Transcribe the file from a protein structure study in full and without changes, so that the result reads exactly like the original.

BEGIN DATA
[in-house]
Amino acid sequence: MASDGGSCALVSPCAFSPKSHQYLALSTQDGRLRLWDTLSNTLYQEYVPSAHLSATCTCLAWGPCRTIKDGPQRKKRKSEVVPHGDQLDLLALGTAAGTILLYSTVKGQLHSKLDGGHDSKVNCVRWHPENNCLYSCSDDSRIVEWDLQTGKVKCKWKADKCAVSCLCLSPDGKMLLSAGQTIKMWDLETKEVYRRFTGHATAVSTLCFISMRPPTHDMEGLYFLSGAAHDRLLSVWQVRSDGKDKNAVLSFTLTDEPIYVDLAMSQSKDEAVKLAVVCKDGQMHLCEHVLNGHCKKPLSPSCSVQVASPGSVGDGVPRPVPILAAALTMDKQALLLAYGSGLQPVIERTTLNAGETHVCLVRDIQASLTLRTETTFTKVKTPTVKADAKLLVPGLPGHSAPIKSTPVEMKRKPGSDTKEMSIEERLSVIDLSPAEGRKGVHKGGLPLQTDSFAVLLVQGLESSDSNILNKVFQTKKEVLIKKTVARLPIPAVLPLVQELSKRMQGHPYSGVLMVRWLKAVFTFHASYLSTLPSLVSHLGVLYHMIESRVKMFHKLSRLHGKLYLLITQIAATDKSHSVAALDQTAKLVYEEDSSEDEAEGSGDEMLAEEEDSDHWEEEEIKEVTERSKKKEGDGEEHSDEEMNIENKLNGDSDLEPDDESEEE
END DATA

[in-house]
Amino acid sequence: MASDGGSCALVSPCAFSPKSHQYLALSTQDGRLRLWDTLSNTLYQEYVPSAHLSATCTCLAWGPCRTIKDGPQRKKRKSEVVPHGDQLDLLALGTAAGTILLYSTVKGQLHSKLDGGHDSKVNCVRWHPENNCLYSCSDDSRIVEWDLQTGKVKCKWKADKCAVSCLCLSPDGKMLLSAGQTIKMWDLETKEVYRRFTGHATAVSTLCFISMRPPTHDMEGLYFLSGAAHDRLLSVWQVRSDGKDKNAVLSFTLTDEPIYVDLAMSQSKDEAVKLAVVCKDGQMHLCEHVLNGHCKKPLSPSCSVQVASPGSVGDGVPRPVPILAAALTMDKQALLLAYGSGLQPVIERTTLNAGETHVCLVRDIQASLTLRTETTFTKVKTPTVKADAKLLVPGLPGHSAPIKSTPVEMKRKPGSDTKEMSIEERLSVIDLSPAEGRKGVHKGGLPLQTDSFAVLLVQGLESSDSNILNKVFQTKKEVLIKKTVARLPIPAVLPLVQELSKRMQGHPYSGVLMVRWLKAVFTFHASYLSTLPSLVSHLGVLYHMIESRVKMFHKLSRLHGKLYLLITQIAATDKSHSVAALDQTAKLVYEEDSSEDEAEGSGDEMLAEEEDSDHWEEEEIKEVTERSKKKEGDGEEHSDEEMNIENKLNGDSDLEPDDESEEE